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U-M Team Earns National EPA Honor

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By Nancy Davis

(ANN ARBOR, MI, June 9, 2006) - Bio-Composite Building Products Draw P3 Attention

Eight long months of work paid off big for a team of University of Michigan students at the Environmental Protection Agency's (EPA) National Sustainable Design Expo awards presentation May 11, 2006. The EPA's 2nd Annual P3 Awards - People, Prosperity, and the Planet - were announced in Washington, D.C. by George Gray of the EPA's Office of Research and Development.

The U-M team, featuring students from Natural Resources and Environment, Mechanical Engineering, Materials Science and Architecture, was one of six teams to be named winners. Others sharing the top honor were teams from Appalachian State University, Lafayette College, Portland State University, University of Massachusetts - Lowell, and Stanford University.

Winners, chosen from 41 competing teams, demonstrated the most creative and innovative product designs for a sustainable tomorrow. The U-M team earned a $75,000 grant to develop their product, and the chance to return to next year's P3 Expo as champions.

The lead faculty member on the project was Professor Harry Giles of the College of Architecture and Urban Planning. "We put on a pretty good show on that day. The team's exhibition presentation was quite a centerpiece of the event," said Giles, adding that the UM project drew the attention of the general public as well as the judges. "The team was highly motivated and worked very well together to achieve this honor." Michigan's winning project was titled "Growing Alternative Sustainable Buildings: Bio-composite Products from Natural Fiber, Biodegradable and Recyclable Polymer Materials for Load-bearing Construction Components." An integrative educational and research project, it focused on design and construction methods of sustainable buildings.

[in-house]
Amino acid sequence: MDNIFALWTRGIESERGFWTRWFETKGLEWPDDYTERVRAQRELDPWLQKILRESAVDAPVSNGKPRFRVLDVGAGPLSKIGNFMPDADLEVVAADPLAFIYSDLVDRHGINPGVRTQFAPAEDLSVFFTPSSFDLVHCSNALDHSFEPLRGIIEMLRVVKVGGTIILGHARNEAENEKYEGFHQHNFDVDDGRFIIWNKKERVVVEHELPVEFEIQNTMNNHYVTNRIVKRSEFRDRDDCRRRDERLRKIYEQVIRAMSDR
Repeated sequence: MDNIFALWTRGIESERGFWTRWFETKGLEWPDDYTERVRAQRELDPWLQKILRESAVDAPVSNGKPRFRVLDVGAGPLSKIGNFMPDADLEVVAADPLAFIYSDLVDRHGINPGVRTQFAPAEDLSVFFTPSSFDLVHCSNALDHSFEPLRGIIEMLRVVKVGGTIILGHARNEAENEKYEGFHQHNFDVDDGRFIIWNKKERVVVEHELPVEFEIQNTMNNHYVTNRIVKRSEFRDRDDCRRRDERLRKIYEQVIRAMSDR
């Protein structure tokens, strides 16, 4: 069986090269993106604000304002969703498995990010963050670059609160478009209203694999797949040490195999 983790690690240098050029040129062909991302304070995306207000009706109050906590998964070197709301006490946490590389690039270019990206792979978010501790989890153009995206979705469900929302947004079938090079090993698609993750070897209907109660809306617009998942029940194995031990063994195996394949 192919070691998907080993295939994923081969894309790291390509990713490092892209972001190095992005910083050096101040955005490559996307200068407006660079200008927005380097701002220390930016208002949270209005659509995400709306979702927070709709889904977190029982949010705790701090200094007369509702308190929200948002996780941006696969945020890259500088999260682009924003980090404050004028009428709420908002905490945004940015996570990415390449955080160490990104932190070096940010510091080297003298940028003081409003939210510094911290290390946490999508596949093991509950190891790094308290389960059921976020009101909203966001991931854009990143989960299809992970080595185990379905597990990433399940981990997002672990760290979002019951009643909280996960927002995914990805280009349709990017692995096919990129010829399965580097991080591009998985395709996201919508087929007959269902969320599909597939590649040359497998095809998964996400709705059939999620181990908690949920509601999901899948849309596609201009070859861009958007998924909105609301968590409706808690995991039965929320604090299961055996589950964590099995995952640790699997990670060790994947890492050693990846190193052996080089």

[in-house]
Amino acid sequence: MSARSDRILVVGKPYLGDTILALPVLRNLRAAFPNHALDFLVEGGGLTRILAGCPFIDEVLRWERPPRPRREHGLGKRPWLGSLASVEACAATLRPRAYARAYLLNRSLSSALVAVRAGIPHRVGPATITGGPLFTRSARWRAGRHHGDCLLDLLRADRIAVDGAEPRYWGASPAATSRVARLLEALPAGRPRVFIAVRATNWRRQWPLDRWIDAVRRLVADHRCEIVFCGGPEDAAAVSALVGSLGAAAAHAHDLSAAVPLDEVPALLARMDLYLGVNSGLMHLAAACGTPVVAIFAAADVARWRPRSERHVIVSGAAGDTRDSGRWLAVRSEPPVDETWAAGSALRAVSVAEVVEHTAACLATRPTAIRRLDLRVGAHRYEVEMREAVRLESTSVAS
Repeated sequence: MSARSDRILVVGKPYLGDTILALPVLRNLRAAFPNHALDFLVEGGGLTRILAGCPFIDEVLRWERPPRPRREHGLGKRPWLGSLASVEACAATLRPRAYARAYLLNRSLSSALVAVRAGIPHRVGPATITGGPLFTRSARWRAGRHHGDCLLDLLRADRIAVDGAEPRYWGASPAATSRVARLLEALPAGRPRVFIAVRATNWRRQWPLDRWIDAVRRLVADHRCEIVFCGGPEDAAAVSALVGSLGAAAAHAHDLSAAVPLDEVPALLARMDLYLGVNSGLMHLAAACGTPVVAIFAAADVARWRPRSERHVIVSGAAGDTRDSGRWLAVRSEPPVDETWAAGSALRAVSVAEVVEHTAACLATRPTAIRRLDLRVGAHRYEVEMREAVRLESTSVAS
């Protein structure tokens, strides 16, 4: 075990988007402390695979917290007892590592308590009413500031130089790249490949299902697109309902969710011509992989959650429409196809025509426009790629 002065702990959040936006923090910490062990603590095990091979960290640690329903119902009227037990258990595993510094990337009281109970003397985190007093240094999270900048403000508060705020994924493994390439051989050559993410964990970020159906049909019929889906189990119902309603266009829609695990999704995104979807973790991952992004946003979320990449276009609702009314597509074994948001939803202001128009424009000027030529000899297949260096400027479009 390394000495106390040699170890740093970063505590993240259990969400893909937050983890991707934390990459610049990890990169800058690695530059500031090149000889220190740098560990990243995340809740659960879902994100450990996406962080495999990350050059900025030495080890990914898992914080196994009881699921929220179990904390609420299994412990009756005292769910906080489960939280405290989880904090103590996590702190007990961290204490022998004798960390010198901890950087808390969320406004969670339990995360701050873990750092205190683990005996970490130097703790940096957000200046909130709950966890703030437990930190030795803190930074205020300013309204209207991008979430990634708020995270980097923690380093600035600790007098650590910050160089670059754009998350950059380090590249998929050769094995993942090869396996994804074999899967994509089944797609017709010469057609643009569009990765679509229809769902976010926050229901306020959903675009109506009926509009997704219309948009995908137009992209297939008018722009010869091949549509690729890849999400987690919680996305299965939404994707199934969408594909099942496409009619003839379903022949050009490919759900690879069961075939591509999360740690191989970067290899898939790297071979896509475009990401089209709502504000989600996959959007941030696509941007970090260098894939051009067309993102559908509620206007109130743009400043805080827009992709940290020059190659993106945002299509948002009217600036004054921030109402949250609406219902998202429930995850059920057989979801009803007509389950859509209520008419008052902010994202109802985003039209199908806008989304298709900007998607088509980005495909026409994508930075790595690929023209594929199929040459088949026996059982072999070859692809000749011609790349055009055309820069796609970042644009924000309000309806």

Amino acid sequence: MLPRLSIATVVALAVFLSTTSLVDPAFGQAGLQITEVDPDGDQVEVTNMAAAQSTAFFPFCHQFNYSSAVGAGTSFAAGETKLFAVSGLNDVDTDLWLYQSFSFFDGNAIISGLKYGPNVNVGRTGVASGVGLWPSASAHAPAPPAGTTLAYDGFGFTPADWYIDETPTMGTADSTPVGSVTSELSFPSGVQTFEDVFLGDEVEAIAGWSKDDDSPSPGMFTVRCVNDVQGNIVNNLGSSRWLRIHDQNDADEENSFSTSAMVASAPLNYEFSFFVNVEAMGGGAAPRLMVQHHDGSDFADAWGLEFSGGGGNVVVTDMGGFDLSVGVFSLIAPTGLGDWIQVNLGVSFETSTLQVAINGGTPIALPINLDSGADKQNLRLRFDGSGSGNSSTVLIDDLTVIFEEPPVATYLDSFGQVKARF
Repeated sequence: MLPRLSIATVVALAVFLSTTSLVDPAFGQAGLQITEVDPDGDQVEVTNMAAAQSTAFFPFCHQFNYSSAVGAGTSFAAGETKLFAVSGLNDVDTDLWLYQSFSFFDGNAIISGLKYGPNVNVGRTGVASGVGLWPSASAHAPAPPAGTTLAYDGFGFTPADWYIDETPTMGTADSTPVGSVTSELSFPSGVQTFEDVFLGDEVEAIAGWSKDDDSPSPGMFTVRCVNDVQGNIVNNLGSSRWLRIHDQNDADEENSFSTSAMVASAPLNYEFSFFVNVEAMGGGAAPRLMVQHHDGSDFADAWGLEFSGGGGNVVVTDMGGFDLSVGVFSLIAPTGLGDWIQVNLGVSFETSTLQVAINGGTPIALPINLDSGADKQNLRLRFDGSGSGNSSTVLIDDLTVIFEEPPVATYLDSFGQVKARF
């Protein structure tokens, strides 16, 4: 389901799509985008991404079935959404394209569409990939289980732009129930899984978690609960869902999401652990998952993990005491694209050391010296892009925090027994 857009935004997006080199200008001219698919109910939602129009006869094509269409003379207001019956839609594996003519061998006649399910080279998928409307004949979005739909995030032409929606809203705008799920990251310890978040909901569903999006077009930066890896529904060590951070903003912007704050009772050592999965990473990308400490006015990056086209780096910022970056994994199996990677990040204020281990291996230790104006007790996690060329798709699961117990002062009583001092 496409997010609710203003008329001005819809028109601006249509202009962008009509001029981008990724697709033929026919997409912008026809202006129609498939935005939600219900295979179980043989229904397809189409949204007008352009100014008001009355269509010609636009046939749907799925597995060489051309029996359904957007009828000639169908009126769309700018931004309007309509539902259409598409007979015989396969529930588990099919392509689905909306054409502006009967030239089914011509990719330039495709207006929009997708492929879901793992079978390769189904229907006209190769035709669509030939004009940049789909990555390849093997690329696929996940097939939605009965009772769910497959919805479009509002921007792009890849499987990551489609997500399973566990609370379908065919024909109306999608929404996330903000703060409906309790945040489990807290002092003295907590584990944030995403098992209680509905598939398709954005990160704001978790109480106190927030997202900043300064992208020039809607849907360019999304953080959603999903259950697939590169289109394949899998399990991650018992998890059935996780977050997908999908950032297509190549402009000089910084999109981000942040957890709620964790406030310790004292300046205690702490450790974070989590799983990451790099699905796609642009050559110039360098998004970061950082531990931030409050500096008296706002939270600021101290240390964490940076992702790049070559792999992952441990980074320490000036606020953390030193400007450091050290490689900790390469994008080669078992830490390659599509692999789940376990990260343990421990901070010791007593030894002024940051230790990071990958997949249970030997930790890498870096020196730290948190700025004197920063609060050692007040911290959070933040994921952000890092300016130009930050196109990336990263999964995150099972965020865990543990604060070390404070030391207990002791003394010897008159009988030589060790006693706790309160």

The project developed and tested new product design concepts using bio-composite materials in load-bearing and faade elements in buildings. The elements, derived from natural fibers combined with bio-polymers or thermoplastic recyclable polymers to form matrix materials, result in a product that is derived from biodegradable, renewable and recyclable resources. The group's challenge was to develop alternative and innovative design concepts that optimize the unique properties of the materials, according to Giles.

The P3 Award was launched in 2004 to respond to the challenges of the developed and developing world in moving toward sustainability. This national competition enables college students to research, develop and design scientific, technical and policy solutions to sustainability challenges.

What is P3?
P3 is a partnership between the public and private sectors to achieve economic prosperity while protecting the natural systems of the planet and providing a higher quality of life. The P3 competition and awards provide grants to teams of college students to research, develop, and design sustainable solutions to environmental challenges. P3 highlights people, prosperity, and the planet - the three pillars of sustainability - as the next step beyond P2 or pollution prevention.

To learn more about this year's P3 Awards event, visit the National Sustainable Design Expo site, http://www.epa.gov/ncer/p3/.

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